Moreover, as part of the PDIA approach, I highly appreciate the extensive discussion about ‘ishikawa’ diagram or the fishbone with a combination of providing the IPP students an iteration template which is indispensable on tracking  our weekly updates and activities about out implementation challenge. In addition, to capture learning and foster reflection, I adapted set of questions being used in PDIA practice, to wit: a. What did you do?; b. What results emerged; c. What did you learn?; d. What did you struggle with?; and e. What was next?.

Furthermore, discussion about taking small steps and figuring out small wins in every iteration with proper recognition from the leader or team can really foster motivation to each member of the group. With this iterative process, policy adaptations and pivots can easily be applied or implemented to identify the immediate needs and obstacles that the team sometimes never anticipated in the project. This is also vital to a leader to communicate clearly with the team and help the members in different phases in the iterative process, gather information and immediately provide decisions.

Prof. Rob Wilkinson’s model about the 4Ps Model for Strategic Leadership pertaining to perception, projection, people, and process is a great summary and guiding point on how any leader will turn his/her leadership skills into an exemplary conduct. What is also important to point out in this 4Ps Model is the way Prof. Rob explains the internal and external effects of each ‘P’ in the leadership approach.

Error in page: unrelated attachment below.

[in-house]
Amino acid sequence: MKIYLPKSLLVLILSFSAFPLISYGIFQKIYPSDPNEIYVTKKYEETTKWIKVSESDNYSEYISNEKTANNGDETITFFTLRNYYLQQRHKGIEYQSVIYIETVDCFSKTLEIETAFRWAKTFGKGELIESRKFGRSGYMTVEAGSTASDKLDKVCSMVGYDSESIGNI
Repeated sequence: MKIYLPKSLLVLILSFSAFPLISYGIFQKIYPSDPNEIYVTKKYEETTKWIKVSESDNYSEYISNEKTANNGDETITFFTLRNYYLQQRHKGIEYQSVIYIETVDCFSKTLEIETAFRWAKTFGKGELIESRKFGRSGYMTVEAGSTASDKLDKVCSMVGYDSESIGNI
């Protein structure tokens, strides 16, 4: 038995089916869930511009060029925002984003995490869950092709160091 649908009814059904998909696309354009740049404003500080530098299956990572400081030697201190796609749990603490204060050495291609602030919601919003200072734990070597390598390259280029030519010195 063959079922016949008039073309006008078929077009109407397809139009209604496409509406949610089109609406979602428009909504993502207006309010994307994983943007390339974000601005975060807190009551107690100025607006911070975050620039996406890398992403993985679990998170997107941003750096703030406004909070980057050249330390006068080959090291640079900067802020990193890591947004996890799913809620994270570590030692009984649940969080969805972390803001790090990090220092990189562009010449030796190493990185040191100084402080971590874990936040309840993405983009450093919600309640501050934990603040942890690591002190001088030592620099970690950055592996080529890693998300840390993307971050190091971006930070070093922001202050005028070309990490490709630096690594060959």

All these combined principles and processes in the IPP program developed my competency in governing my implementation challenge including my communication skills in order to transfer the learnings to the members of the team despite the presence of COVID-19 pandemic. With the use of available communication technologies like the internet, e-mail, social media platforms, and other sound-based and video-based applications and subsequently with face-to-face interactions, we managed to initially create and improve our online services in our office focusing first to only one of the services that we catered to the Manila residents and other individuals who are securing civil documents from our office.  

Being new in applying the principles and processes from the IPP Program, I, together with the members of my team, will consistently utilize these learnings not only in our office but also in other future undertakings. As Prof. Matt mentioned in his lecture series, we need to work hard as it is not easy to apply PDIA, thus, it is essential to maintain our advocacy and commitment, learn and acquire opportunities from other implementation challenges of our fellow PDIA practitioners, and continue to communicate with them as we are one big family in the IPP community.

Learn more about the Implementing Public Policy (IPP) Community of Practice and visit the course website to apply.